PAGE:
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Address in the Knesset by Prime Minister Peres on the Law of Return

(January 16, 1985)

The government of national unity was based on the maintenance of the religious status-quo and on an effort to maintain the unity of the nation. Mr. Peres was replying to motions to the agenda presented by religious members of the Knesset, designed to ammend the Law of the Return in such a manner that the test of Jewishness would be the Halachic (traditional Jewish law). He objected to the proposal saying that at this time, unity was far more important than divisiveness which the amendment was certain to create between Israel and Diaspora communities. He appealed to both the orthodox and the secular camps not to exacerbate matters at this time. The motions were defeated. Text:

Mr. Chairman, distinguished Knesset, the national unity government did not take its own stand on the issue under debate, and the motions to amend the law presented to the Knesset therefore fall under the category of private motions but the national unity government was established on two basic premises: to maintain the status quo in religious matters, and to act to maintain the unity of the nation and fully exploit that which is common to us all.

The government is not a religious authority, as S.Y. Agnon has said: "At the moment, religion and state are like two neighbors who don't get along very well." Addressing David Ben-Gurion, he added: "Now that the safety and welfare of the country are dependent upon you, it would be wise to cease dealing with matters of religion, for better or worse, so that you will be free to devote yourself to matters of state. "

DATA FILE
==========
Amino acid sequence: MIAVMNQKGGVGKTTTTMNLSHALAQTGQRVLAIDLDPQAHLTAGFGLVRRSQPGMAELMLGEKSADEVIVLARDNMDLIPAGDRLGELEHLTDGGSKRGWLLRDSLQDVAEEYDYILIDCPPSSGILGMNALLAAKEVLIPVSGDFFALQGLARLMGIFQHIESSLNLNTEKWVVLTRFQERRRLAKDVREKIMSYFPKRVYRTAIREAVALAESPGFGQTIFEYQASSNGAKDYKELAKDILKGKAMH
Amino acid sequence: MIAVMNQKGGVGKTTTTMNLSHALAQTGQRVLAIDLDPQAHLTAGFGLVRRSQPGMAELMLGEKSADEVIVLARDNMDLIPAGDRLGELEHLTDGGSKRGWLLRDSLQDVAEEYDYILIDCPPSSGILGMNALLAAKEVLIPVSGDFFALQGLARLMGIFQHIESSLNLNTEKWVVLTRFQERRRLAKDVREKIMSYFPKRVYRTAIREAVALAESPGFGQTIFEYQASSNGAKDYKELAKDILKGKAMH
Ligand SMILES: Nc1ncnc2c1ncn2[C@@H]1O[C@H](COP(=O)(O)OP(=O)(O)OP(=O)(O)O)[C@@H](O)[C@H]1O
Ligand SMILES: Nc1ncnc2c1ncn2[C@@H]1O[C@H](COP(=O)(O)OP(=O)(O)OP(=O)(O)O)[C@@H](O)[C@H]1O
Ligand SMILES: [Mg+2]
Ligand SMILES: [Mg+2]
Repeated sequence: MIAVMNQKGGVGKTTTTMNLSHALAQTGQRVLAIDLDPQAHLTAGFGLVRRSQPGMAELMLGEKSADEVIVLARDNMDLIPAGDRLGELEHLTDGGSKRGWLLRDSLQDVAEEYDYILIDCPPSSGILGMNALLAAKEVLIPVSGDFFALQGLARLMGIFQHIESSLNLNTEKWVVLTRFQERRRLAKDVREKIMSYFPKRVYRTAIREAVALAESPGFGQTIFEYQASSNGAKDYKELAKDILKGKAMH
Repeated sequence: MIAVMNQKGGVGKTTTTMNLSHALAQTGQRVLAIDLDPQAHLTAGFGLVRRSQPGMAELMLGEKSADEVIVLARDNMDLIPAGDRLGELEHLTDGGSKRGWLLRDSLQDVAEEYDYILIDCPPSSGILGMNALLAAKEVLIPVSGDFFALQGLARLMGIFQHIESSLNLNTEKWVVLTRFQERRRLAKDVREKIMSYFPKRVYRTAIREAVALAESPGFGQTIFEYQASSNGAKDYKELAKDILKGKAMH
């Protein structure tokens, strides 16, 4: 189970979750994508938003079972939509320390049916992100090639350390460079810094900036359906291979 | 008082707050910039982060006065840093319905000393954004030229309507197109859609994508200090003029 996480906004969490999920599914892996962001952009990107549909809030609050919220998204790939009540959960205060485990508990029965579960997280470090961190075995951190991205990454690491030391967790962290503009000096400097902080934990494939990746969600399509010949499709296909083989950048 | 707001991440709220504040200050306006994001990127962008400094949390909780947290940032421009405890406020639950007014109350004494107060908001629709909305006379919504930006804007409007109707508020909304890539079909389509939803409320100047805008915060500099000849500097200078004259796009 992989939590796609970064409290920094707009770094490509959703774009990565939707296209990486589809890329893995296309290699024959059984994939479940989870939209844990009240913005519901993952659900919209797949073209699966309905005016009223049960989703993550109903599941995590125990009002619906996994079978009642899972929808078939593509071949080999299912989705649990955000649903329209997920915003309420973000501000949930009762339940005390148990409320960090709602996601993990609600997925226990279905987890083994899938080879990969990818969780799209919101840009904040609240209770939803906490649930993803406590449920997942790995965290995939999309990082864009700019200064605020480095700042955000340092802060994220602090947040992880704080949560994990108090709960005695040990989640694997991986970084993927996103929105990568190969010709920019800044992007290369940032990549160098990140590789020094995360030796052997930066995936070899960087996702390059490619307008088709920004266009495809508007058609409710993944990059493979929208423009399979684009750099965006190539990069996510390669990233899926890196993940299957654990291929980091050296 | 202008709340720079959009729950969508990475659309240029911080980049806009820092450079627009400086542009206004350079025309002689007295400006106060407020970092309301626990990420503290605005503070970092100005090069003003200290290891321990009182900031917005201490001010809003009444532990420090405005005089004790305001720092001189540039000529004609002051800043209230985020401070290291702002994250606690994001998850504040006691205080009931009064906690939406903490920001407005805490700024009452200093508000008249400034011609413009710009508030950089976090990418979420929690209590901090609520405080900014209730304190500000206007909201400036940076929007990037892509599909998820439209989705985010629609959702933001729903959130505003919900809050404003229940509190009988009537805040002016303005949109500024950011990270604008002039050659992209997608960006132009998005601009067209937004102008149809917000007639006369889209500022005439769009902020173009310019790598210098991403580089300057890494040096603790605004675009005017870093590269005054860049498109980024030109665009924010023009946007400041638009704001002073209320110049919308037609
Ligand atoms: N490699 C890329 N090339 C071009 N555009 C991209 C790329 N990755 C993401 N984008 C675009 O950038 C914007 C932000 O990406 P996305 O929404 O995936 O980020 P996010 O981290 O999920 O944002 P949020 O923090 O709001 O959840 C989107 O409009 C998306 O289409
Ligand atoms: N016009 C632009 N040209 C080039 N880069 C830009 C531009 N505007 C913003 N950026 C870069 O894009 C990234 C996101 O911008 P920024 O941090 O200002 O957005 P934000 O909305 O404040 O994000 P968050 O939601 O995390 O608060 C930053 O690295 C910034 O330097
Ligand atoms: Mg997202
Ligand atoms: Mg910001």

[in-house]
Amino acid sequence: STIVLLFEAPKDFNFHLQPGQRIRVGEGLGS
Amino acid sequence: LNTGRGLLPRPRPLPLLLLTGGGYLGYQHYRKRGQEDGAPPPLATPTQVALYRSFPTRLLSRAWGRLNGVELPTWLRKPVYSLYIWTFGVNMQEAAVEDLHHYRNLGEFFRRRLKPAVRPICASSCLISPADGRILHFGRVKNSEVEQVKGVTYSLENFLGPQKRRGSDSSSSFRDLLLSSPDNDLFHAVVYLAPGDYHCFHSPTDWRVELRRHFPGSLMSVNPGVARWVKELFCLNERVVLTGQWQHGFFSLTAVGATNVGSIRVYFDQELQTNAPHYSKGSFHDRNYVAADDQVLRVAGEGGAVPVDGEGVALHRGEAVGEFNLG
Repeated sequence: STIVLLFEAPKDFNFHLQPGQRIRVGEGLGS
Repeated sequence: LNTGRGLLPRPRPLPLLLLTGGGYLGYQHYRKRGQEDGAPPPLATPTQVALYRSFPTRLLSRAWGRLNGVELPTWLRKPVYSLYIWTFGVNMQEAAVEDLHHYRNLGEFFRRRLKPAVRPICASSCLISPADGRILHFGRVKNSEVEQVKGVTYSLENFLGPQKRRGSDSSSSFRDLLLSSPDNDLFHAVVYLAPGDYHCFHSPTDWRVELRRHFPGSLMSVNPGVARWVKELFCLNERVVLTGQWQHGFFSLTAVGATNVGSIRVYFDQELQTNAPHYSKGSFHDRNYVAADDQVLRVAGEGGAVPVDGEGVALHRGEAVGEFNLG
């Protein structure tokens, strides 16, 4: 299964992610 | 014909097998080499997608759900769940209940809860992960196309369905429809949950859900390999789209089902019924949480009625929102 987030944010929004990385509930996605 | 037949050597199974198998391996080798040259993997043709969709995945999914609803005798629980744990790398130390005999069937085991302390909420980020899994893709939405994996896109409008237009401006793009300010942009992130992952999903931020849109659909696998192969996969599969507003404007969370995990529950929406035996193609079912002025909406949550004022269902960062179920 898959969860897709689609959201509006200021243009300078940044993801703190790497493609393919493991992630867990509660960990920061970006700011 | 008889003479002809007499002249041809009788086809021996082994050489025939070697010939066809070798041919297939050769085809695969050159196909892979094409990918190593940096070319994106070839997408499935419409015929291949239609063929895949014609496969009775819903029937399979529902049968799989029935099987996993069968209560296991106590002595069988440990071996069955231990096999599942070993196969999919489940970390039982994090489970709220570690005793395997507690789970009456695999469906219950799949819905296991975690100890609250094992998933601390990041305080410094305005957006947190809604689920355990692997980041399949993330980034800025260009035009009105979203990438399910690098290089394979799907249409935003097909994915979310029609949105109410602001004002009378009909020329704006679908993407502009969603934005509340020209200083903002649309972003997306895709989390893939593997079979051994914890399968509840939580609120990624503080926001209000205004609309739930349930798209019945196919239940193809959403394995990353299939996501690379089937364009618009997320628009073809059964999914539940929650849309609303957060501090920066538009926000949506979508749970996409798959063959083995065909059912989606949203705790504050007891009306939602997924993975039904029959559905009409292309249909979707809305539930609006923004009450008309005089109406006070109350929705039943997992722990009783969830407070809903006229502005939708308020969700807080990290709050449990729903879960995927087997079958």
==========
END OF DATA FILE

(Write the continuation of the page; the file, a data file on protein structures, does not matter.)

Indeed, we are currently faced with many serious, urgent matters of state, and it is doubtful whether the time is propitious to discuss a subject which is more in the sphere of religious law than of state. If I am participating in this discussion, it is not because I pretend to be an authority on Jewish law, but rather out of a determined and sincere desire to strengthen the ties that bind our people, and to maintain both potential and existing open channels to Israel.

For the raison d'être of Israel is the ingathering of all the tribes of Israel in the Promised Land. The State of Israel was established by some Jews to solve the problem of all Jews, both religious and secular. And for this reason, it was also decided that it is a fundamental right of every Jew, however religious however Zionist to immigrate to Israel and settle here.

For this reason and this reason alone was the Law of Return passed. A law which, more than being religious in nature, is fundamentally Zionist. This law has no real effect on religious affairs or personal status. This is a law which deals with a transition period, with the right of return, with the issue of immigration from the Diaspora to Israel. It neither requires the religious public to alter its customs, nor forces upon it definitions in the religious sphere. It does not weaken the authority of the Rabbinical courts to decide on marital issues or other matters which fall within their sphere under religious law, i.e. Orthodox Jewish law.